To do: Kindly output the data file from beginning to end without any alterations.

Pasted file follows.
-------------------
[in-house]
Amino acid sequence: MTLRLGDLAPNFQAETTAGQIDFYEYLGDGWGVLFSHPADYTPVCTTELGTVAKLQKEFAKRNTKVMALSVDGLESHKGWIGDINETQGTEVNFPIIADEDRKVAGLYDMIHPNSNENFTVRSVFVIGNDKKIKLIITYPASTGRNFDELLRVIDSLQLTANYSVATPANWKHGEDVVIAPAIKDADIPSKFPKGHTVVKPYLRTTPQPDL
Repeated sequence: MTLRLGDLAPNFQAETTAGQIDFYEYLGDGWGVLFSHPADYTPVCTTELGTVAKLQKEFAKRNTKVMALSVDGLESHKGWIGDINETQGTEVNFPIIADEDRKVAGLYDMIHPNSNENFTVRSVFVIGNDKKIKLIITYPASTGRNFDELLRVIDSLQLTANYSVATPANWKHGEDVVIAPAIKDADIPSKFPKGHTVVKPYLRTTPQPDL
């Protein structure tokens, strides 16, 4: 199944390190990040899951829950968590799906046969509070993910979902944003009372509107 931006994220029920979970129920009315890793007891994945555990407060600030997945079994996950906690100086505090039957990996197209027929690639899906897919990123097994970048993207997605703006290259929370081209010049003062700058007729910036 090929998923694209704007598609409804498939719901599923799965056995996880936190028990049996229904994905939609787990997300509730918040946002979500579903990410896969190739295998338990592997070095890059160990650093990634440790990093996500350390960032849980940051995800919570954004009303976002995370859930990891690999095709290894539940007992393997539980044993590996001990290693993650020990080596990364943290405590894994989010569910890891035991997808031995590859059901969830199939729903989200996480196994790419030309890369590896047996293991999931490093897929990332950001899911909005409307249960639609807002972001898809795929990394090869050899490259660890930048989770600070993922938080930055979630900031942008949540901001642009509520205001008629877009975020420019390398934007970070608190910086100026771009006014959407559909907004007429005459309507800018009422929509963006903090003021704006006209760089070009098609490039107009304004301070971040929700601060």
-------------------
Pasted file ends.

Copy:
[in-house]
Amino acid sequence: MTLRLGDLAPNFQAETTAGQIDFYEYLGDGWGVLFSHPADYTPVCTTELGTVAKLQKEFAKRNTKVMALSVDGLESHKGWIGDINETQGTEVNFPIIADEDRKVAGLYDMIHPNSNENFTVRSVFVIGNDKKIKLIITYPASTGRNFDELLRVIDSLQLTANYSVATPANWKHGEDVVIAPAIKDADIPSKFPKGHTVVKPYLRTTPQPDL
Repeated sequence: MTLRLGDLAPNFQAETTAGQIDFYEYLGDGWGVLFSHPADYTPVCTTELGTVAKLQKEFAKRNTKVMALSVDGLESHKGWIGDINETQGTEVNFPIIADEDRKVAGLYDMIHPNSNENFTVRSVFVIGNDKKIKLIITYPASTGRNFDELLRVIDSLQLTANYSVATPANWKHGEDVVIAPAIKDADIPSKFPKGHTVVKPYLRTTPQPDL
């Protein structure tokens, strides 16, 4: 199944390190990040899951829950968590799906046969509070993910979902944003009372509107 931006994220029920979970129920009315890793007891994945555990407060600030997945079994996950906690100086505090039957990996197209027929690639899906897919990123097994970048993207997605703006290259929370081209010049003062700058007729910036 090929998923694209704007598609409804498939719901599923799965056995996880936190028990049996229904994905939609787990997300509730918040946002979500579903990410896969190739295998338990592997070095890059160990650093990634440790990093996500350390960032849980940051995800919570954004009303976002995370859930990891690999095709290894539940007992393997539980044993590996001990290693993650020990080596990364943290405590894994989010569910890891035991997808031995590859059901969830199939729903989200996480196994790419030309890369590896047996293991999931490093897929990332950001899911909005409307249960639609807002972001898809795929990394090869050899490259660890930048989770600070993922938080930055979630900031942008949540901001642009509520205001008629877009975020420019390398934007970070608190910086100026771009006014959407559909907004007429005459309507800018009422929509963006903090003021704006006209760089070009098609490039107009304004301070971040929700601060």